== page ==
Exam fees vary by location. All IAPP exams cost the same in the United States: $550 for a first-time exam and $375 for a retake of the same exam. Individuals who hold an IAPP certification qualify for the $375 charge for any subsequent (additional) IAPP certification exams they might take (and U.S. test takers can take CIPP exams for any or all of the “flavors” on offer). IAPP certification holders must either pay an annual membership fee to belong to the IAPP or pay an annual certification fee of $125 to maintain their certifications (and meet continuing education or recertification requirements in keeping with the ANSI/ISO/IEC 17024 standard).
The CIPM targets people responsible for managing information privacy programs. It stresses both knowledge of privacy law and regulations and how to translate that knowledge into workable practices, policies, and procedures for organizations to adopt and employ day to day. The curriculum covers topics that include creating a company (or organizational) vision for privacy and data protection, building and structuring a privacy team, developing and implementing a privacy program framework, communicating with stakeholders, measuring performance, and understanding the operational lifecycle for privacy programs. The same exam fees and fee structure apply to the CIPM as to the CIPP, and charges vary by location (and currency).
The CIPT is for the people who implement the technical controls and components that go into a privacy program. This credential is the most likely starting point for IT professionals interested in working with data privacy and protection. It would be best coupled with the CIPP/E for those interested in coming fully up to speed on GDPR.
The CIPT seeks to ensure data privacy at stages of IT product and service lifecycles, including design, development, deployment, maintenance, and retirement/replacement. Candidates are expected to understand privacy concepts and practices as they affect IT operations, consumer expectations for privacy, and concomitant responsibilities. They must also know how to design privacy into early-stage IT product and service development; establish privacy practices for data collection and transfer; manage privacy for the Internet of Things (IoT); factor privacy into data classification and emerging technologies including cloud computing, biometrics, and surveillance; and finally, communicate privacy issues to an organization’s management, development, marketing, legal, and operations functions. The same exam fees and fee structure apply to the CIPT as to the CIPP.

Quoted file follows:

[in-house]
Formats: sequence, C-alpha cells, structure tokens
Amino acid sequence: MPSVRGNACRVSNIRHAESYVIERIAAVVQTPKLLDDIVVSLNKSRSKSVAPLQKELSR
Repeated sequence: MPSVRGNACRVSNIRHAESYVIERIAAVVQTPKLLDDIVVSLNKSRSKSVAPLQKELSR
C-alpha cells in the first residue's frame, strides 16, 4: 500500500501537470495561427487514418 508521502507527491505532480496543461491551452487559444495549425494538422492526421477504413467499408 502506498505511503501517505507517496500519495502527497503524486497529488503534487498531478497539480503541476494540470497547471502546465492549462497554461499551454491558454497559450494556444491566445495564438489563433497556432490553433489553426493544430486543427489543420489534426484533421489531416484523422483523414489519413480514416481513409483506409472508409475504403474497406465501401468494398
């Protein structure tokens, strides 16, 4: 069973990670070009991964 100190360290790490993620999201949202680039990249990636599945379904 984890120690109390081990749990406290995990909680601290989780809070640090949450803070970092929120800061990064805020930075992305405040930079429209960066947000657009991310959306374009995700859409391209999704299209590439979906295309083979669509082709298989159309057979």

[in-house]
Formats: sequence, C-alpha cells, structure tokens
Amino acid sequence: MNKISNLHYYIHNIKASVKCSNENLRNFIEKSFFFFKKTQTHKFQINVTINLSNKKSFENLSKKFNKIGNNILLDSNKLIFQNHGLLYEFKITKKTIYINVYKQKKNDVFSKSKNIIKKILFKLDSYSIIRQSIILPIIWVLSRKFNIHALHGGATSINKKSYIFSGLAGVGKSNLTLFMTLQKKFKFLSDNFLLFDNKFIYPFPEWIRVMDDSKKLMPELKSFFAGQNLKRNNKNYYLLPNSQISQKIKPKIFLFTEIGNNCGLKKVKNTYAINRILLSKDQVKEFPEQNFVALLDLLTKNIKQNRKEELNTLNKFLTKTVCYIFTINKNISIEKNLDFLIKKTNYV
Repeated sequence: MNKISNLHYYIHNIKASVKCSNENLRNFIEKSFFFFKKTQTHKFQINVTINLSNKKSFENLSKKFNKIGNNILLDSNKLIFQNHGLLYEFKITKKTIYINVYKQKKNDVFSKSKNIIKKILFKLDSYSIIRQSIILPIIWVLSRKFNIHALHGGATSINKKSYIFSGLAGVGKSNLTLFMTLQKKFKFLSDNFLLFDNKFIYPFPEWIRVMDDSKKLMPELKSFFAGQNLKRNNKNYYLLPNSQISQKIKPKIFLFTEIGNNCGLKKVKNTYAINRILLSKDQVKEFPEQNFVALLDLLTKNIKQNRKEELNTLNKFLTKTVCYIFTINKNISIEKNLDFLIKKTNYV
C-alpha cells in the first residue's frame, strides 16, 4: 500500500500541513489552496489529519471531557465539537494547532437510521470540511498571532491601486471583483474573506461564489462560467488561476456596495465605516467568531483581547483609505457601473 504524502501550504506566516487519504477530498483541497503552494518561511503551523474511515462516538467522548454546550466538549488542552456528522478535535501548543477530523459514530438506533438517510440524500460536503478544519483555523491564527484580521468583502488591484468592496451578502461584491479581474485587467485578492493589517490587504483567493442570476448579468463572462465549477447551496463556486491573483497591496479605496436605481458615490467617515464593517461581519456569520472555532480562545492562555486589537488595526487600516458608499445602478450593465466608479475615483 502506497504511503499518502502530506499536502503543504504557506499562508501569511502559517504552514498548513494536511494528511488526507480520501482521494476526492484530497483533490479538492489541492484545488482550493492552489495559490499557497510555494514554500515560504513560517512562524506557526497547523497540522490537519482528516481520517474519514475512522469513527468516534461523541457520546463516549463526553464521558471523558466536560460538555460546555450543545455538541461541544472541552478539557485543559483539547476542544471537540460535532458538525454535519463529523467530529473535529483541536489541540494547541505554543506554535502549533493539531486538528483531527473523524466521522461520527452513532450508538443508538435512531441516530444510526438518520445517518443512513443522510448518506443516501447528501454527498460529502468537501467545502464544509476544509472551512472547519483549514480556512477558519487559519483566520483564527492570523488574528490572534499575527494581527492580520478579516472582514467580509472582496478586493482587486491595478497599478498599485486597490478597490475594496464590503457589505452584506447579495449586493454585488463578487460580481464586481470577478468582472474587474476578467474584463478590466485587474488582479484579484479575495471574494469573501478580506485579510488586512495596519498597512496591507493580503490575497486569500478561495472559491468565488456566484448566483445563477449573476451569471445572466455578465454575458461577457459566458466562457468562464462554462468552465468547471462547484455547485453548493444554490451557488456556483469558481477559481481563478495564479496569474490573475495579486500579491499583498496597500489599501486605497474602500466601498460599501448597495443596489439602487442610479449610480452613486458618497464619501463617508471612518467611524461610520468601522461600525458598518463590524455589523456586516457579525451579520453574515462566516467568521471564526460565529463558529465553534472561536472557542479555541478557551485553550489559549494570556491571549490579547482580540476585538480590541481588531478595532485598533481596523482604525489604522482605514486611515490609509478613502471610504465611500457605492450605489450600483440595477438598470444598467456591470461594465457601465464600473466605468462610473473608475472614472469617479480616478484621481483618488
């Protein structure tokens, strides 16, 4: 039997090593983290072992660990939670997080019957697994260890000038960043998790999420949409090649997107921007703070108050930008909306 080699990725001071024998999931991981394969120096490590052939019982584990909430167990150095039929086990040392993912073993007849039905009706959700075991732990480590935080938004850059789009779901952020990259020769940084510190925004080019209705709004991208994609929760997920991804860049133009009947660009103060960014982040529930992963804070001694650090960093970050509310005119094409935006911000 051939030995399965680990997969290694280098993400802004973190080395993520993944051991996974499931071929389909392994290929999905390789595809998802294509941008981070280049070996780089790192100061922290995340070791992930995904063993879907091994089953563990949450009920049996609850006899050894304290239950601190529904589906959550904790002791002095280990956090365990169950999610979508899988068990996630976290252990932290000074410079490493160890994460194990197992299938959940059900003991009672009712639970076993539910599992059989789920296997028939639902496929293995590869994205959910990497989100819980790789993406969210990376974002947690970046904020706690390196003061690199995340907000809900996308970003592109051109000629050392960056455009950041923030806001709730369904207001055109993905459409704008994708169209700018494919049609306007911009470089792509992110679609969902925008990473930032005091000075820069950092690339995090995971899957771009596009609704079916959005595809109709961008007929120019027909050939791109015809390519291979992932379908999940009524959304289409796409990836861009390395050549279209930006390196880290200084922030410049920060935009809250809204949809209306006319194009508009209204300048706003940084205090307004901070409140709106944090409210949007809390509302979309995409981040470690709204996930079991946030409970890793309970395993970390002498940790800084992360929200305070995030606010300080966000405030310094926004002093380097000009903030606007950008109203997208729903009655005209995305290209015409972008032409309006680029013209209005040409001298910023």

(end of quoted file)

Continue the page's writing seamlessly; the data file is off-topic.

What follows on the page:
At present, three other organizations offer GDPR training and certification, none of whose GDPR offerings have definitively been accredited to meet the ISO/IEC 17024 standard. You can judge these offerings for yourself by visiting their sponsors’ websites and reading several articles published here:
There are several reasons to get certified, not the least of which is to acknowledge (at least to yourself) that you really have mastered a given knowledge domain. Many people are motivated to get a certification in pursuit of a better job, which might mean a raise or promotion. As such, it makes sense to evaluate whether the GDPR certifications make a difference to hiring organizations.
The only credentials that register on a job board analysis wherein more than 100 jobs listings call for a privacy credential are those from the IAPP. Of the others, only the EU GDPR DPO had a non-zero value (36, to be specific). To compile these numbers, I scraped screens from these job posting sites on a given day: SimplyHired, Indeed, LinkedIn, and LinkUp.
Across all those sites, U.S. job listings asked for these IAPP certifications:
Readers can determine for themselves the perceived value of a credential that accrues no mention in job postings.
A certification can help you get a job or a raise—but only if it has credibility. Plenty of organizations are eager to offer GDPR training and certification to help with its compliance regime.
Before you plunk down cash or spend your time and energy on such offerings, let me make a few observations. I’ve been writing about certification programs since the mid-1990s; I have been involved in them since the late 1980s, including a brief stint as a training developer for what would become Novell’s “Introduction to Local Area Networks” fundamentals course in its pioneering certification program.